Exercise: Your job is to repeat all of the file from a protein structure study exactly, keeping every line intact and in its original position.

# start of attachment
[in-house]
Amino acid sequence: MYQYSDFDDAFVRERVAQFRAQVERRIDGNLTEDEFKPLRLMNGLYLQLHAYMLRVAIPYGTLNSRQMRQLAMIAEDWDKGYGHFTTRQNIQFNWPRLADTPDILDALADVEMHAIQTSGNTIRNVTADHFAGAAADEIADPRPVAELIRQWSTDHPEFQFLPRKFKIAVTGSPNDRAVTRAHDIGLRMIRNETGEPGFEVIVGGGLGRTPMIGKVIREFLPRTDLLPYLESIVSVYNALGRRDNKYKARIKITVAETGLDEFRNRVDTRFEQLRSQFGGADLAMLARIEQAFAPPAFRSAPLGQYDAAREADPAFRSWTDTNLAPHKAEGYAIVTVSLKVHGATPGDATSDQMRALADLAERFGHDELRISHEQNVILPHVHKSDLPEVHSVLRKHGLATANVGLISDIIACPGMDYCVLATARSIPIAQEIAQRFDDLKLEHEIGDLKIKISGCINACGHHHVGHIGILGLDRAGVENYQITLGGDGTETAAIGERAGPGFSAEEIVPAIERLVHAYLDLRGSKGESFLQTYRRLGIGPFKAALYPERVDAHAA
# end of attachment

[in-house]
Amino acid sequence: MYQYSDFDDAFVRERVAQFRAQVERRIDGNLTEDEFKPLRLMNGLYLQLHAYMLRVAIPYGTLNSRQMRQLAMIAEDWDKGYGHFTTRQNIQFNWPRLADTPDILDALADVEMHAIQTSGNTIRNVTADHFAGAAADEIADPRPVAELIRQWSTDHPEFQFLPRKFKIAVTGSPNDRAVTRAHDIGLRMIRNETGEPGFEVIVGGGLGRTPMIGKVIREFLPRTDLLPYLESIVSVYNALGRRDNKYKARIKITVAETGLDEFRNRVDTRFEQLRSQFGGADLAMLARIEQAFAPPAFRSAPLGQYDAAREADPAFRSWTDTNLAPHKAEGYAIVTVSLKVHGATPGDATSDQMRALADLAERFGHDELRISHEQNVILPHVHKSDLPEVHSVLRKHGLATANVGLISDIIACPGMDYCVLATARSIPIAQEIAQRFDDLKLEHEIGDLKIKISGCINACGHHHVGHIGILGLDRAGVENYQITLGGDGTETAAIGERAGPGFSAEEIVPAIERLVHAYLDLRGSKGESFLQTYRRLGIGPFKAALYPERVDAHAA